According to the ODE, the AIR paper and online state exams were extensively reviewed by a technical advisory team from Ohio, and the paper and online math and English language arts exams were reviewed by the testing vendor, PARCC.

The post states, “There were no patterns of differences between paper/pencil and online test results over grade levels or content areas. There were no recommendations from the PARCC Technical Advisory Committee or Ohio’s Technical Advisory Committee for any adjustments in the results.”

The post also explains why the tests results are useful, and how the ODE is legally required to administer the state tests according to federal laws, including the new Every Child Succeeds Act.

The online assessments were also designed to evaluate student knowledge and skills about using technology to ensure that students are prepared for college and the workforce.

The post doesn’t offer explanations about why school districts administering the tests using paper achieved in most cases higher ratings than school districts administering the exams online.



College Credit Plus Update: Ohio’s three education organizations, the Ohio School Boards Association (OSBA), the Ohio Association of State Business Officials (OASBO), and the Buckeye Association of School Administrators (BASA), released on March 24, 2016 recommendations to improve the College Credit Plus program (CCP).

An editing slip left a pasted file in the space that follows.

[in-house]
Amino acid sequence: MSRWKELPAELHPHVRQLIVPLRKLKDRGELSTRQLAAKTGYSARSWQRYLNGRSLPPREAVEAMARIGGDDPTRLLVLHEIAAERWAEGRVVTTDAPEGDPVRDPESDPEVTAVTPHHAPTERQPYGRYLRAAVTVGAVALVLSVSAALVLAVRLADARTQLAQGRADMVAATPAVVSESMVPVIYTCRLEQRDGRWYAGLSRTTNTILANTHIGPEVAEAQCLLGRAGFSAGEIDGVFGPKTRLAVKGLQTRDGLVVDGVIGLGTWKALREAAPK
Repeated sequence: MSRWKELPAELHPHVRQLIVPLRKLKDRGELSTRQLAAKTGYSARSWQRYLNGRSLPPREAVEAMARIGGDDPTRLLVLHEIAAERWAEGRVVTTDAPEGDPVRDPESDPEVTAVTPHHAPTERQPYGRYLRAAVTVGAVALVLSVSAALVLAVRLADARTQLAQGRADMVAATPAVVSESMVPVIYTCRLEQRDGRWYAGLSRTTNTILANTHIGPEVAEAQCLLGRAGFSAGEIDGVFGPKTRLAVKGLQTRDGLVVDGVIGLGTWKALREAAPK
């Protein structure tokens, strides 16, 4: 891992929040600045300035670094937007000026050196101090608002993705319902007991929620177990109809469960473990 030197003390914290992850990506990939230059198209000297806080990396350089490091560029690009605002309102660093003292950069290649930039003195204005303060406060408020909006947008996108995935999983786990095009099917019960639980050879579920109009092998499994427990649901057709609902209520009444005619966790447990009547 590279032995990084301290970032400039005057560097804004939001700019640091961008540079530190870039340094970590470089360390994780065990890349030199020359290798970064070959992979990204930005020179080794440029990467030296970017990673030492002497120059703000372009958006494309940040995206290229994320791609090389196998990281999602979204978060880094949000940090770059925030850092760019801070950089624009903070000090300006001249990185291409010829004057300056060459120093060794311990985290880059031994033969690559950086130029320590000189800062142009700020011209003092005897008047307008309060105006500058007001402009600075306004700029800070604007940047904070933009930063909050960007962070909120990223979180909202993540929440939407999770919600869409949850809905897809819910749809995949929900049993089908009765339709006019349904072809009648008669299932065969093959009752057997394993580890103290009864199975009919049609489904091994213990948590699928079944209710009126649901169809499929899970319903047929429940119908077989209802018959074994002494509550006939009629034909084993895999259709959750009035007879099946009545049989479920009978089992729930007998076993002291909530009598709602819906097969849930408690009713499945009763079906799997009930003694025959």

CCP was established in 130-HB487 (2014) to replace the former Post Secondary Enrollment Option (PSEO) program and dual enrollment programs, which were local programs developed by institutions of higher education (IHE) and school districts to enable students to earn college credits while still attending high school.  CCP was also revised in 131-HB64 (Smith) the Biennial Budget (2015).

The purpose of CCP is to enable high school students, who are college ready, to earn college and high school credits at the same time without paying tuition, thereby helping students to advance their level of education and reduce the cost of a college education.

The CCP was implemented for the first time this school year, but, according to the organizations, school districts, institutions of higher education, students, and parents, have encountered a variety of problems, leading the organizations to develop the following recommendations to improve the program:

  • ”Set a uniform standard for determining college readiness (students’ qualified to participate in CCP). School districts must play a role in determining a student’s readiness for college level courses.”

Currently there is no clear definition of college ready.  School districts are finding that some students enrolled in CCP are struggling and end up dropping out of the program.  Unfortunately, when they return to their high school they have already missed weeks of instruction, and often don’t have time to earn needed credits for graduation.